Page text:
We think there is merit in the contention of appellant herein that there was no substantial or credible evidence to sustain the verdict. In the first place, there is no direct evidence that the brake was inefficient at the time of the accident. Such evidence as there is we think fails to overcome the physical facts. While the jury was entitled to disbelieve all the testimony produced by the defendant, it was not entitled to infer that the pawl overrode the ratchet, when the physical fact is it could not have done so on the evidence produced by the plaintiff. Plaintiff testified that while he was setting the brake it appeared to him that it was an efficient brake; that it operated normally; that it was effective in slowing up the car to the extent that it was just creeping along before coming to a stop; that he noticed by the light of his lantern that the pawl had properly engaged the ratchet and was holding properly; that the pawl was not overriding the ratchet when he set the brake; that he did not notice anything was wrong with the brake, its ratchet or pawl, and that if he had he would not have turned it loose. The only fact he testified to in connection with the brake was that the brake wheel unexpectedly turned clockwise, and with his right hand resting lightly on it he was thrown from the car. The testimony of plaintiff's son–in–law as to the extent of the play in the “dog” fell short by at least one–sixteenth of an inch of showing that the pawl could possibly have overridden the ratchet. The only evidence tending to show that the pawl at the time of the accident might have overridden the ratchet was the pictures taken of the brake assembly more than a year after the accident occurred, and the opinion testimony of plaintiff's son–in–law. The pictures in the record are not too clear, but for our purpose we will assume that they show that the pawl could have overridden the ratchet. But we think the pictures were erroneously admitted in evidence, as the conditions were not shown to be sufficiently similar or identical. The only evidence to indicate that there was no change in the condition of the brake assembly was the testimony of the son–in–law. But that there was a change, notwithstanding his testimony, is show by the fact that on his own measurements, made on the morning of the accident, it would have been physically impossible for the pawl to have overridden the ratchet. His opinion that the stress on the brake shoes would cause the pawl to override the ratchet is contrary to the physical facts testified to by him. Accordingly, it follows there was no substantial evidence that the pawl did override the ratchet.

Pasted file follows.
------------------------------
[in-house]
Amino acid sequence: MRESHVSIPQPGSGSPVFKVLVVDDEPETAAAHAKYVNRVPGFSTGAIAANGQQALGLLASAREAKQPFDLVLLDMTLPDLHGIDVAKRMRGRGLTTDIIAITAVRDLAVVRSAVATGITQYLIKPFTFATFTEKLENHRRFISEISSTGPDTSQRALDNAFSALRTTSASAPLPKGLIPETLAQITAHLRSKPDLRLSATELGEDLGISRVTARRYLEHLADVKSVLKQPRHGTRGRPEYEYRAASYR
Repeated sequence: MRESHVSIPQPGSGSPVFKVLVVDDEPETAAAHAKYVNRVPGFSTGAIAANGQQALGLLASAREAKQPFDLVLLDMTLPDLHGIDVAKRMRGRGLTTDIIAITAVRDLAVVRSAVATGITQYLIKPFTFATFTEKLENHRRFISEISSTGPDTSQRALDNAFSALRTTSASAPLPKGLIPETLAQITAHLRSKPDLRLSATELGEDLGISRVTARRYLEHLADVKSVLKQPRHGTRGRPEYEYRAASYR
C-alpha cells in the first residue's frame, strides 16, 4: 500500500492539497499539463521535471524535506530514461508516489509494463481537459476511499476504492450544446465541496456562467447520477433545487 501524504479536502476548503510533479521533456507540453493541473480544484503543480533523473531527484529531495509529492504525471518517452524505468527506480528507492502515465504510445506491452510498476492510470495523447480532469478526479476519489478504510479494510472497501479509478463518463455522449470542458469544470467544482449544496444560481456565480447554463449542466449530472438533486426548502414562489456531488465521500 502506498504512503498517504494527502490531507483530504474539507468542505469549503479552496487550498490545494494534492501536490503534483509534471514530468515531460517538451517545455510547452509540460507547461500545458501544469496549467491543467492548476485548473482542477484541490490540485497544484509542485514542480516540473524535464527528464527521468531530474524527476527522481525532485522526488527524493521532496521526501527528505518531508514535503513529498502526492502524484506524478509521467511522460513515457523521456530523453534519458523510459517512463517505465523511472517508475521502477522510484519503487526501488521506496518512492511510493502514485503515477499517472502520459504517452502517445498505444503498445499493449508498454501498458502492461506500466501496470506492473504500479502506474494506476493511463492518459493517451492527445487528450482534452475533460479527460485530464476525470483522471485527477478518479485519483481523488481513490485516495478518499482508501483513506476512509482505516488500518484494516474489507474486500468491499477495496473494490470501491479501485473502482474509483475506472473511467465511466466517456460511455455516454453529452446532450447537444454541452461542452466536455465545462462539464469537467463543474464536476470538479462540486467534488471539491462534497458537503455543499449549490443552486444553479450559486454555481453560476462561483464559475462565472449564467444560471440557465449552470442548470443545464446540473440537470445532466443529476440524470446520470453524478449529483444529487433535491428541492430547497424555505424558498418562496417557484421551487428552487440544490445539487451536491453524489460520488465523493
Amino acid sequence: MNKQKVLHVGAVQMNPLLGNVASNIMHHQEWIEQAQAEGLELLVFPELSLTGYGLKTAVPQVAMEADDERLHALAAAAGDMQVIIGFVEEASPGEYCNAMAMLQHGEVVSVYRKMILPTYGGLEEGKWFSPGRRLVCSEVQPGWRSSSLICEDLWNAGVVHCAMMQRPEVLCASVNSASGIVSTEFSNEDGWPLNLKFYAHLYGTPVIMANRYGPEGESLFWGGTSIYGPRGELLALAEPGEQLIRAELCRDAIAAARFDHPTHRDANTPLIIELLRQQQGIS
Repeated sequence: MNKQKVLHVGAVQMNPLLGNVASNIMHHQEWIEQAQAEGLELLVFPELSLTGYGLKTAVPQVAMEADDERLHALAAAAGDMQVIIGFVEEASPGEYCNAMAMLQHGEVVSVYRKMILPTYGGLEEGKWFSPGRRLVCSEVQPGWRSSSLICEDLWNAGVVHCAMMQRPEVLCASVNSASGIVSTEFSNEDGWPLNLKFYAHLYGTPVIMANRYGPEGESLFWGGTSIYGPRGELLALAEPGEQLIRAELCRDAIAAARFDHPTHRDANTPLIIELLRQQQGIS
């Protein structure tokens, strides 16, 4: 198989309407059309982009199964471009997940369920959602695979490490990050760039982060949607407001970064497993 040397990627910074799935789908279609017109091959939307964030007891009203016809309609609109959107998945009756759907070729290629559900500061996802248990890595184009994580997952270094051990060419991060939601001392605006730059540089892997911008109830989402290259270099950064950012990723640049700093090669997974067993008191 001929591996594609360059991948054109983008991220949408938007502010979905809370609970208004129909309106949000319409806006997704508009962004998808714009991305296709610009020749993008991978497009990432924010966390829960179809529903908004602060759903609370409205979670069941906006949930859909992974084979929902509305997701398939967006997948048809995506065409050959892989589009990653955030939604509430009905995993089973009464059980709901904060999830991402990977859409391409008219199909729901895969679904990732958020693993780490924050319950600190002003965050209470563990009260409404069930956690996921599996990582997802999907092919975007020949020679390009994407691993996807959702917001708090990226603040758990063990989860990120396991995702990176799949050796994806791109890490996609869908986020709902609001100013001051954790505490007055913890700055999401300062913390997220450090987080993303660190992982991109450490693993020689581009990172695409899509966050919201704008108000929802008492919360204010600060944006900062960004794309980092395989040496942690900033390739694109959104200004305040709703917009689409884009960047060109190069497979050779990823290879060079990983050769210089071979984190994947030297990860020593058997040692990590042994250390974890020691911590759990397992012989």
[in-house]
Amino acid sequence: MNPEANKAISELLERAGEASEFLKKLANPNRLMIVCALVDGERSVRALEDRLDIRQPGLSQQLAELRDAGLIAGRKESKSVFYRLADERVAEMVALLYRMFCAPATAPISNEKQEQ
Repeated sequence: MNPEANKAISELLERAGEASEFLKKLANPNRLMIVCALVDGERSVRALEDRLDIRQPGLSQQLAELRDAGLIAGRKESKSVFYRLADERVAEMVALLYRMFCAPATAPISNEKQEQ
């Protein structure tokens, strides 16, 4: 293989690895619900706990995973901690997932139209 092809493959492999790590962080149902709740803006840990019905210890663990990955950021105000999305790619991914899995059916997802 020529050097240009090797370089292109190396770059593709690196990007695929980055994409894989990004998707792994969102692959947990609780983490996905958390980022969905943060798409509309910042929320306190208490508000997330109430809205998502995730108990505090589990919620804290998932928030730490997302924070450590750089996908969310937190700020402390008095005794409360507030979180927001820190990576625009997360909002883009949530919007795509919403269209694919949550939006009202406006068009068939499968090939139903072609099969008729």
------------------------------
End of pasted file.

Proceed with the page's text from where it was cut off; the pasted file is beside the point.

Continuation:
If, then the brake wheel spun clockwise, as plaintiff testified, there is no evidence that it did so because the brake was inefficient, unless we may assume that the brake could not have done so unless it was inefficient. We think we may not make that assumption and that the jury was not entitled so to infer without evidence pointing to the fact. When we bear in mind that the plaintiff's own witness, Everly, although directly contradicted by plaintiff, testified that plaintiff told him at the doctor's office that he was pulling up on the brake and slipped and fell; that the undisputed evidence is that the incline was such that the car would have rolled back down the incline if the brake had not been set; that the brakes were found set three hours after the accident; that the car was then only fifteen feet beyond the point where the undisputed facts disclosed the accident occurred; that the switching crew had not touched it; that the evidence, contradicted only by plaintiff, is that a mist was falling for a half–hour before the accident; that plaintiff approached the brake contrary to well established custom for safety; that he falsified about his age when he applied for the job, making it appear that he was forty–four when he was in fact sixty–three; that he was injured when he was sixty–eight––in conformity with our charitable persuasions we shall classify his testimony and that of his son–in–law as incredible only. To permit the verdict to stand on the tenuous foundation upon which it rests would, in our opinion, be nothing short of a travesty on justice. The opinion expressed by plaintiff's son–in–law to the effect that vibration from the brakeshoes could cause a pawl to slip out of its ratchet was predicated on facts not shown in the record. For the jury to infer from this opinion, thus expressed, that the brake was inefficient would be pure speculation.